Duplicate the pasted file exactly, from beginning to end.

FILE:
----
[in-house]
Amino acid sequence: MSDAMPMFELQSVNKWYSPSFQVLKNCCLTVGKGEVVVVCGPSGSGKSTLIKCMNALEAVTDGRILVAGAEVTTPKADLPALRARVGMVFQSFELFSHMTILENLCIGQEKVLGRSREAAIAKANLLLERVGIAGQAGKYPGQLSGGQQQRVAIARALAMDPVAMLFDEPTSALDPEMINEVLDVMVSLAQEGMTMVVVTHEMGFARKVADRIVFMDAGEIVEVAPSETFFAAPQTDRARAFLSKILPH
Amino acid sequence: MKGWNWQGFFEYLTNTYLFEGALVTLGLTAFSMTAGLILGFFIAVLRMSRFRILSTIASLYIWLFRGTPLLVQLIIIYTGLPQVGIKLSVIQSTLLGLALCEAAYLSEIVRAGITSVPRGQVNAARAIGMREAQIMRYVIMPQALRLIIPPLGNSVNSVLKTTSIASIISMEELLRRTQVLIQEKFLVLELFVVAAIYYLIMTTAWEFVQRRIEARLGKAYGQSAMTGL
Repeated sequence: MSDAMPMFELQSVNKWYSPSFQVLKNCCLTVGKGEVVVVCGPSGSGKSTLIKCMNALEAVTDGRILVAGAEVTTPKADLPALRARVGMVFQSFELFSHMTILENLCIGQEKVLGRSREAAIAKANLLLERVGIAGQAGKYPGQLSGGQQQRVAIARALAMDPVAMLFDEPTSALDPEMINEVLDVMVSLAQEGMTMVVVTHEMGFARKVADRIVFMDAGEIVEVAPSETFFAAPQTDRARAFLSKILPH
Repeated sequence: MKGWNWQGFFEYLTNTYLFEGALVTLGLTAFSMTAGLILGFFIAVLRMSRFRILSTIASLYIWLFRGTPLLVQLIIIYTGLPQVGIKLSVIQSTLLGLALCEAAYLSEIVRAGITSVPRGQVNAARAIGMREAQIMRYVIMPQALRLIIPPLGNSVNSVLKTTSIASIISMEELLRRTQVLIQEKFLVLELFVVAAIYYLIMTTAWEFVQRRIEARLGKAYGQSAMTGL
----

[in-house]
Amino acid sequence: MSDAMPMFELQSVNKWYSPSFQVLKNCCLTVGKGEVVVVCGPSGSGKSTLIKCMNALEAVTDGRILVAGAEVTTPKADLPALRARVGMVFQSFELFSHMTILENLCIGQEKVLGRSREAAIAKANLLLERVGIAGQAGKYPGQLSGGQQQRVAIARALAMDPVAMLFDEPTSALDPEMINEVLDVMVSLAQEGMTMVVVTHEMGFARKVADRIVFMDAGEIVEVAPSETFFAAPQTDRARAFLSKILPH
Amino acid sequence: MKGWNWQGFFEYLTNTYLFEGALVTLGLTAFSMTAGLILGFFIAVLRMSRFRILSTIASLYIWLFRGTPLLVQLIIIYTGLPQVGIKLSVIQSTLLGLALCEAAYLSEIVRAGITSVPRGQVNAARAIGMREAQIMRYVIMPQALRLIIPPLGNSVNSVLKTTSIASIISMEELLRRTQVLIQEKFLVLELFVVAAIYYLIMTTAWEFVQRRIEARLGKAYGQSAMTGL
Repeated sequence: MSDAMPMFELQSVNKWYSPSFQVLKNCCLTVGKGEVVVVCGPSGSGKSTLIKCMNALEAVTDGRILVAGAEVTTPKADLPALRARVGMVFQSFELFSHMTILENLCIGQEKVLGRSREAAIAKANLLLERVGIAGQAGKYPGQLSGGQQQRVAIARALAMDPVAMLFDEPTSALDPEMINEVLDVMVSLAQEGMTMVVVTHEMGFARKVADRIVFMDAGEIVEVAPSETFFAAPQTDRARAFLSKILPH
Repeated sequence: MKGWNWQGFFEYLTNTYLFEGALVTLGLTAFSMTAGLILGFFIAVLRMSRFRILSTIASLYIWLFRGTPLLVQLIIIYTGLPQVGIKLSVIQSTLLGLALCEAAYLSEIVRAGITSVPRGQVNAARAIGMREAQIMRYVIMPQALRLIIPPLGNSVNSVLKTTSIASIISMEELLRRTQVLIQEKFLVLELFVVAAIYYLIMTTAWEFVQRRIEARLGKAYGQSAMTGL